Breeds in a variety of wetlands, including freshwater and saltwater marshes, and lesser so upland habitats, including sedge meadows and crop fields. Also occurs in riparian areas and in open patches of forests (Nero 1984, Orians and Beletsky 1989, Searcy and Yasukawa 1995). In the northern part of its range, this species uses smaller ponds, and even muskeg habitats in spruce dominated forests (Campbell et al. 2001). Roosts during breeding season in dense cover primarily in wetlands (Meanley 1965, Weatherhead and Bider 1979). Usually nests near water (small ponds, lakes, beaver ponds), in cattails, rushes, sedges; occasionally in shrubs or trees (NatureServe 2007b). In Southeast Alaska, found in freshwater marshes and in sedges by beaver ponds (Johnson 2003).
Campbell, R. W., N. K. Dawe, I. McTaggart-Cowan, J. M. Cooper, G. W. Kaiser, A. C. Stewart, and M. C. E. McNall. 2001. The Birds of British Columbia. Volume 4. Passerines: wood-warblers through Old World sparrows. University of British Columbia Press, Vancouver. 739 pages.
Johnson, J. A. 2003. Breeding bird communities of major mainland rivers of southeastern Alaska. Thesis, Utah State University, Logan, Utah, USA.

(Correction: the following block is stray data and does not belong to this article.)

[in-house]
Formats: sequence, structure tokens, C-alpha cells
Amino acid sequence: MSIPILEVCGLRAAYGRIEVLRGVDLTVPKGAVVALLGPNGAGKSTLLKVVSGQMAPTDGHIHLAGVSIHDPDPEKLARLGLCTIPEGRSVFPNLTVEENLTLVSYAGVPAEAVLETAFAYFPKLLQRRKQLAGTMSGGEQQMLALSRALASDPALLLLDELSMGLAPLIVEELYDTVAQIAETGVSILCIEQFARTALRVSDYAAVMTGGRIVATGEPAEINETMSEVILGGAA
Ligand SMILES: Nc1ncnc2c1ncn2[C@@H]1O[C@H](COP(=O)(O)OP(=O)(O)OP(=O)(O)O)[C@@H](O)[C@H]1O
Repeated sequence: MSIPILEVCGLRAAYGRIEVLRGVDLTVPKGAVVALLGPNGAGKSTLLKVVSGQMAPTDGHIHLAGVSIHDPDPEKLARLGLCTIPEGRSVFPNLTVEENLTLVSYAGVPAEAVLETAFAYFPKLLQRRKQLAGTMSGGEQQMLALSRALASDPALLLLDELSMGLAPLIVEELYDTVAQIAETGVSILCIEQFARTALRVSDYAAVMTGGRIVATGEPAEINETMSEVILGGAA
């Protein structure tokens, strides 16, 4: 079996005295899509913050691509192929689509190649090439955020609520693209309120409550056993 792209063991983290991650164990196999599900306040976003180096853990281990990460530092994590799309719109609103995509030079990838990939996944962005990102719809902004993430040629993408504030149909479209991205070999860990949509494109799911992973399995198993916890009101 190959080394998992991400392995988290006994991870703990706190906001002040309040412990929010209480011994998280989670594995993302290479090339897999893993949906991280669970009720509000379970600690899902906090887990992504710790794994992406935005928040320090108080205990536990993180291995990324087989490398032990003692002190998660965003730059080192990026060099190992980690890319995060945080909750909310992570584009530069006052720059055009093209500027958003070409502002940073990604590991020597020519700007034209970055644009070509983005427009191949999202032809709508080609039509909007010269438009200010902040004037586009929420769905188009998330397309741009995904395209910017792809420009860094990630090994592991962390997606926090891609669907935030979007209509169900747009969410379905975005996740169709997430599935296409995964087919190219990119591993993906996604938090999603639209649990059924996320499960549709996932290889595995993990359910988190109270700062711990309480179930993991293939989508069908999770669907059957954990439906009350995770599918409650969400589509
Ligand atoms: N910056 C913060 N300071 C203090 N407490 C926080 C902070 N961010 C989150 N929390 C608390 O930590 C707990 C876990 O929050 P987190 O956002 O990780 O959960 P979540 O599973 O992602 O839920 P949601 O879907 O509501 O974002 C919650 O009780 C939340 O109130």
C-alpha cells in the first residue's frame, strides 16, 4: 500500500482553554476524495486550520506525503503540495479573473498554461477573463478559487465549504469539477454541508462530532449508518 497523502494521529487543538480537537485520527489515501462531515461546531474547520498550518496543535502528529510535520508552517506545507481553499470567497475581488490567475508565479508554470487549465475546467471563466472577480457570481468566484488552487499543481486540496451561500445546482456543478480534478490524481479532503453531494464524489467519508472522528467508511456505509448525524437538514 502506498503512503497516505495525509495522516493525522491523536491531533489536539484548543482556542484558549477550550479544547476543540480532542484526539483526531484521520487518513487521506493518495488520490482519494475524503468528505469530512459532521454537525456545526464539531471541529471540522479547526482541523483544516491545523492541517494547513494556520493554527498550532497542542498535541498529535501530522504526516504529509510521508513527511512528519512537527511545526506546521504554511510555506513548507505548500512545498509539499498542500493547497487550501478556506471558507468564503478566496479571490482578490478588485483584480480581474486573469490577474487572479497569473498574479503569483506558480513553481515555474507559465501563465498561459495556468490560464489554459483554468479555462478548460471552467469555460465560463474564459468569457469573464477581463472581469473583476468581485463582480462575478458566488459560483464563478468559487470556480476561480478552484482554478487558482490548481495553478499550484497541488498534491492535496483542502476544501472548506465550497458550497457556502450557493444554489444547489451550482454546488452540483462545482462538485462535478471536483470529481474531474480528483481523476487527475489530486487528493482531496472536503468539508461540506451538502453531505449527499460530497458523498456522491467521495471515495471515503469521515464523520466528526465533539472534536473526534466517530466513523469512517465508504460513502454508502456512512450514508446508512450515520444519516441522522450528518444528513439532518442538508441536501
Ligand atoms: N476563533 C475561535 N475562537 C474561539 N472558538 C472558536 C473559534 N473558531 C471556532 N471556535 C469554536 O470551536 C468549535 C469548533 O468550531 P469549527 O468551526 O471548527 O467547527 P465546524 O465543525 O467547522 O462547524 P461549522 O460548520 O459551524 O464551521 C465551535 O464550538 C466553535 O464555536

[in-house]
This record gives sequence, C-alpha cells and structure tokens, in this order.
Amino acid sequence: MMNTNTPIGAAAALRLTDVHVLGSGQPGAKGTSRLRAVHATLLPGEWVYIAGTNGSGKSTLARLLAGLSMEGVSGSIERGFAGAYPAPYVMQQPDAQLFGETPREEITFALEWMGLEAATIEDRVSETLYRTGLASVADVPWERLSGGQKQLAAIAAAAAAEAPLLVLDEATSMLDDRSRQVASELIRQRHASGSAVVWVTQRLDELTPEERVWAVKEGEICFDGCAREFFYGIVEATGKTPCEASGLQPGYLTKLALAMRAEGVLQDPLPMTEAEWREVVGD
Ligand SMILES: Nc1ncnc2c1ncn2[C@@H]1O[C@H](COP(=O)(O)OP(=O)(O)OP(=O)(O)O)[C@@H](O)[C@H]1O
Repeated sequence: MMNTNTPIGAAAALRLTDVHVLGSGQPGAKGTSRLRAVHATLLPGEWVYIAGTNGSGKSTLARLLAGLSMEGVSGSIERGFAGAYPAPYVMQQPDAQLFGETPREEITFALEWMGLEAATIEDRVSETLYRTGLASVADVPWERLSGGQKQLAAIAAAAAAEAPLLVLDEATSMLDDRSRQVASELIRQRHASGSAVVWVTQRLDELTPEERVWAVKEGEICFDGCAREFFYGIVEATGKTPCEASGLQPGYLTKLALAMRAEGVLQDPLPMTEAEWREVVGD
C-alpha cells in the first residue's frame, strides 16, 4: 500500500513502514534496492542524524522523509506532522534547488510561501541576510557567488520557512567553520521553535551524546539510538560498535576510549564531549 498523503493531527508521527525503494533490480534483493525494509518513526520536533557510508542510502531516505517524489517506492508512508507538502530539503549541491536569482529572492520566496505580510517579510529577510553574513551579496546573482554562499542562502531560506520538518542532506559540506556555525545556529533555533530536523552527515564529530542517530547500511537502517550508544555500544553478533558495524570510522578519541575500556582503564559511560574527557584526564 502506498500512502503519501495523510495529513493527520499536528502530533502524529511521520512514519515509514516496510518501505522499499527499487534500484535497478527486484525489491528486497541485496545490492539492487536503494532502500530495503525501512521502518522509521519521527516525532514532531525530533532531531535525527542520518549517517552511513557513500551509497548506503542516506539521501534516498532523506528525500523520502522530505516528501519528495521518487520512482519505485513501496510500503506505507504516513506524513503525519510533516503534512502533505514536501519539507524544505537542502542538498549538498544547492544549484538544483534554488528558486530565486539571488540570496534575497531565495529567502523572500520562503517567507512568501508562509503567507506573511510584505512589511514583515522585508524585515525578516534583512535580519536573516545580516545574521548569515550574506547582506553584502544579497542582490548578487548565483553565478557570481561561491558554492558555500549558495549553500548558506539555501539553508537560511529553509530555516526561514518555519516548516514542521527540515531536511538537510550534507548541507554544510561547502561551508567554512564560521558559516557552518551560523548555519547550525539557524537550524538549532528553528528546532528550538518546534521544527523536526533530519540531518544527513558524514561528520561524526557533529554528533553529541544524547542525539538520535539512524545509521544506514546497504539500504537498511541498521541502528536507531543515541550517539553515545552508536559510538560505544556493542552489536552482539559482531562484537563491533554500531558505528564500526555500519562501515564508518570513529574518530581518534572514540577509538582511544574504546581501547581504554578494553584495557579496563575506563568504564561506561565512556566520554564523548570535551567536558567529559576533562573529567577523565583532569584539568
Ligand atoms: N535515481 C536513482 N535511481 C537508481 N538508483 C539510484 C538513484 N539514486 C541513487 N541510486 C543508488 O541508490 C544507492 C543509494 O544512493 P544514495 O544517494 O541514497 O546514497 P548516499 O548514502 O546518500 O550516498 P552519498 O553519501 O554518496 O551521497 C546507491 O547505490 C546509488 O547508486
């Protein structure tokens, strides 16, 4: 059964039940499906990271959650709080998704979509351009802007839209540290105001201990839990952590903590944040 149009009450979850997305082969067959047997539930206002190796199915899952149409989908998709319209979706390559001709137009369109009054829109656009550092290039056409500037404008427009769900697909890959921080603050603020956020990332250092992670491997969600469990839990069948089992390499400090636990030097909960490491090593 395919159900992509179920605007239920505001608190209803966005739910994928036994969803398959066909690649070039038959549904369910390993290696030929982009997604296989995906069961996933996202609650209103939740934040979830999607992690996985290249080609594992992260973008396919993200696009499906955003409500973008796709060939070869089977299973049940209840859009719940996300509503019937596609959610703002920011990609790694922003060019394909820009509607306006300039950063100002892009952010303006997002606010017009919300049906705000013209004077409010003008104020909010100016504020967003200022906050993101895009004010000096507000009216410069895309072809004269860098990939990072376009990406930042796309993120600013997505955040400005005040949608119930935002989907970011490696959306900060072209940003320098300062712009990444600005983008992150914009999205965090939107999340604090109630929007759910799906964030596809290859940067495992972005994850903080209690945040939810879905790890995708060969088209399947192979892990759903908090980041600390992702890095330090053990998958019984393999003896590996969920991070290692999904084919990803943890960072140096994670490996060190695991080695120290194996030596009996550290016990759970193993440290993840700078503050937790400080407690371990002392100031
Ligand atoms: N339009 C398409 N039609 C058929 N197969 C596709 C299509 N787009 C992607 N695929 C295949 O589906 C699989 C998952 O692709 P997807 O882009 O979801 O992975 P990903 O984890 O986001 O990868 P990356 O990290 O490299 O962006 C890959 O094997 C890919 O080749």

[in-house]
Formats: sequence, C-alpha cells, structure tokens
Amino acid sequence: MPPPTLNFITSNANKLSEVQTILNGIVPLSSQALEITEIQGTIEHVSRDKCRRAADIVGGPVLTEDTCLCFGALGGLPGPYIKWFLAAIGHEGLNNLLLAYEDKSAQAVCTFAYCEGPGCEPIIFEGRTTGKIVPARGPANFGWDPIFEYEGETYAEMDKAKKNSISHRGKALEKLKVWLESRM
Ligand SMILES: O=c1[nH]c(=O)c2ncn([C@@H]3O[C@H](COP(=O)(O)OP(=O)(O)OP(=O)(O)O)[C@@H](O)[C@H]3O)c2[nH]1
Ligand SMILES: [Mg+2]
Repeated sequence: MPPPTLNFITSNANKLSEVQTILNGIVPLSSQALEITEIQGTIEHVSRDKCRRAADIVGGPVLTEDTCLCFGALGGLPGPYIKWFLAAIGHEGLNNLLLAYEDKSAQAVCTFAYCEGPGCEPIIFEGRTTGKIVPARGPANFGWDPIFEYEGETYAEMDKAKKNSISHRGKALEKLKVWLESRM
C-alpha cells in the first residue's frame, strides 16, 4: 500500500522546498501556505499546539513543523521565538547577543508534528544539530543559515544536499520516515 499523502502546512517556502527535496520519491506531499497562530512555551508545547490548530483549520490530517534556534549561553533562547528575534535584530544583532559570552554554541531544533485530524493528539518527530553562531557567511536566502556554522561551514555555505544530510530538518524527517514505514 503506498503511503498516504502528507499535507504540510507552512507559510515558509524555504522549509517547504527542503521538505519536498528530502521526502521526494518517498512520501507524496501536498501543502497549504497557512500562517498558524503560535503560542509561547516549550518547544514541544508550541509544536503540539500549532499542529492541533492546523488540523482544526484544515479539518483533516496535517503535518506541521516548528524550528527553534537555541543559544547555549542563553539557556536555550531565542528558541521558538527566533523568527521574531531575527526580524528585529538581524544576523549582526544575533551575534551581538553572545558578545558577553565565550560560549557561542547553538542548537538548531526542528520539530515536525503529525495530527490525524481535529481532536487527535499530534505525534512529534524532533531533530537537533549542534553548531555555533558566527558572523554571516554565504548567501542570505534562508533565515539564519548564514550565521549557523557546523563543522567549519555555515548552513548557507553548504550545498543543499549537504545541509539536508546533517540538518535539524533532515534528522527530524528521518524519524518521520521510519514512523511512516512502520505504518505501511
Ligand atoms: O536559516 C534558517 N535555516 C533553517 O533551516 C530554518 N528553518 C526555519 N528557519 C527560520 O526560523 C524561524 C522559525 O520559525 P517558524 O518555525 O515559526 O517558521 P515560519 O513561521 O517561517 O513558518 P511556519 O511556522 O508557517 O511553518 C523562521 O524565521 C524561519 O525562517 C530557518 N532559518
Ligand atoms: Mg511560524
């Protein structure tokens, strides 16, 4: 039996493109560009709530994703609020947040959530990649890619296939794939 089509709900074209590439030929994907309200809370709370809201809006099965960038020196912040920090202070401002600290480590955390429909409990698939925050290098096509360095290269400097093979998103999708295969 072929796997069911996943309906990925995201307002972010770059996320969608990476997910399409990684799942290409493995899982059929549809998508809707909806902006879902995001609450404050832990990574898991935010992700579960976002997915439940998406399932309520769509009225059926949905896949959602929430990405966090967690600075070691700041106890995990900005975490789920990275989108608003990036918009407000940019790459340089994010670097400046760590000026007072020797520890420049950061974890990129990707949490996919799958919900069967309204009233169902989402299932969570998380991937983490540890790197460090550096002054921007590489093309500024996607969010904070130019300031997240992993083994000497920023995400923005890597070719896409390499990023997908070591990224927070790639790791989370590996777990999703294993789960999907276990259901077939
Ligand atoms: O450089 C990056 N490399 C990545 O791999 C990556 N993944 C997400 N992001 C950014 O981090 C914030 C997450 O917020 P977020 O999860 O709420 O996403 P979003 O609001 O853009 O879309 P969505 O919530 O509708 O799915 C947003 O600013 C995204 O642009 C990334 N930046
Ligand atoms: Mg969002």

Meanley, B. 1965. The roosting behavior of the red-winged blackbird in the southern United States. Wilson Bulletin 77:217-228.
NatureServe. 2007b. NatureServe Explorer: An online encyclopedia of life [web application]. Version 6.2. NatureServe, Arlington, Virginia. Available http://www.natureserve.org/explorer.
Nero, R. W. 1984. Redwings. Smithsonian Institution Press, Blue Ridge Summit, PA. 160 p.
Orians, G. H. and L. D. Beletsky. 1989. Red-winged Blackbird Pp. 183-197 in Lifetime reproduction in birds (I. Newton, ed.). Academic Press, New York.
Searcy, W. A. and K. Yakusawa. 1995. Polygyny and sexual selection in Red-winged Blackbirds. Princeton Univ. Press, Princeton, NJ.
Weatherhead, P. J. and J. R. Bider. 1979. Management options for blackbird problems in agriculture. Phytoprotection 60:145-155.